Well, not to fear there are several things you can do to make sure your radio works correctly.
If you are a sailor then you know what a back stay is. It's one of those wirey things that keep your antennas up, right? Yes, but there's more to it. You can use it as what is known as a long wire antenna. Indeed, a backstay antenna is one of the easiest to use in the world of radio.
Although we are simplifying its installation quite a bit, suffice it to say, all you need with your radio is what is known as a tuner unit (this is the contraption that makes the whole thing work there's actually a very long and involved quadratic equation that proves how you balance an antenna system, but all you really have to know is how to turn the radio on, press a couple of buttons until all of the dials stop moving and then starting to talk.
The lucky part of using a backstay antenna is the fact that you are likely to be on salt water or brackish water when you are using it. This means that all you have to do is drop a line into the water to act as a ground wire and you're ready to go. People who live in houses with lots of acreage around them and elaborate antenna farms would give their eye teeth to have what you have surrounding your boat because it's the best ground there is. This means your radio will tune up and work for your very quickly.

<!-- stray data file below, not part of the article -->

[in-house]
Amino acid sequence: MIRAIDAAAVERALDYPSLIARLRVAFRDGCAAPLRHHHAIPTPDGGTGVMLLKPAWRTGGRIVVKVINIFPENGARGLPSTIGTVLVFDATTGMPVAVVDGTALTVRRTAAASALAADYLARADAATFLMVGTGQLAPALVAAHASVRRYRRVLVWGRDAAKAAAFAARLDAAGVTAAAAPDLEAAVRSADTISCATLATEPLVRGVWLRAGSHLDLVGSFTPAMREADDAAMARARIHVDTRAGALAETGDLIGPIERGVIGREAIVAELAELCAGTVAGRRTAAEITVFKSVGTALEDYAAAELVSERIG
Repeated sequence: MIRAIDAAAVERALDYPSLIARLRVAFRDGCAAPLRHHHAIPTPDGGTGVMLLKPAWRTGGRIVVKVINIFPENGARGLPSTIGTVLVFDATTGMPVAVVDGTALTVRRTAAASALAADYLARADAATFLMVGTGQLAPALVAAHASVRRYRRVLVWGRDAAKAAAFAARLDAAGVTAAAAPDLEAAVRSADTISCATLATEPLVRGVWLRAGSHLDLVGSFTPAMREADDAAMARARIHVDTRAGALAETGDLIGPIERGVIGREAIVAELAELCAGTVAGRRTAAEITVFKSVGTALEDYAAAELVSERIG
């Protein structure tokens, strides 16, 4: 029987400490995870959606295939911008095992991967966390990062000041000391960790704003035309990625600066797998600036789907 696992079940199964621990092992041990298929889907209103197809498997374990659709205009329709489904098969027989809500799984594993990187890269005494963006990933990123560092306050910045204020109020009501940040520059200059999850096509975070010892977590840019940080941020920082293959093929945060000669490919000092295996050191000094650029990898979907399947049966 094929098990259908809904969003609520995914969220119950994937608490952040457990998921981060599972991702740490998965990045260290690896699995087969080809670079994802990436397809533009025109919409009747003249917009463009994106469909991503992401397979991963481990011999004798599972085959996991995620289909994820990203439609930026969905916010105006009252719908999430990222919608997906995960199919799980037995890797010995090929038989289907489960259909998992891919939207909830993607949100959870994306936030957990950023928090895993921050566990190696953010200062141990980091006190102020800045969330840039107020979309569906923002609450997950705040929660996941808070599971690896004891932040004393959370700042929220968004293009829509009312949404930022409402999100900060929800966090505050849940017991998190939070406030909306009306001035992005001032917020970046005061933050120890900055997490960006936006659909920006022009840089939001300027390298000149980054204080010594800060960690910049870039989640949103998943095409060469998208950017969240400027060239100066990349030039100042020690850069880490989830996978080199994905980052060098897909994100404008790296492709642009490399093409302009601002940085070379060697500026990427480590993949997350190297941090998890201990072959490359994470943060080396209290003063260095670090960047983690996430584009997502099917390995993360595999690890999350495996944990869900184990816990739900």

Just who will you be calling? There are certain marine frequencies set aside between 5 to 10 MHz that are there for what is known as HF or High Frequency use (hams have lots more frequencies to work with however, if you declare an emergency you can talk on a police or fire frequency and you have priority) and you will use these and your backstay antenna to communicate with the authorities.
There are other radio antennas that, if you become licensed, you will be able to mount anywhere on your boat and use them to talk with any stations around the world which is one of the great things about obtaining your ham license. Indeed, the sailor who made history about 30 years ago with his round the world row in a closed boat received his ham license from a club not too far from here, something that many people in that particular organization don't remember.
Make sure you use good marine grade cable that won't weather badly and be sure that any connections you make to the rear of your radio or any connections you make to your backstay are sealed tightly. If you are using a soldering iron and are new to the art, just remember that all of the solder should appear bright and shiny and when you are finished and it has cooled be sure to make sure you seal the connection as tightly as possible with not only fusing tape but room temperature vulcanizing agent or RTV. Yes, it does smell like drying vinegar but when it is dry, it is waterproof. It might be a good idea, also to run a separate ground bus for all of your other electronic devices just to be on the safe side.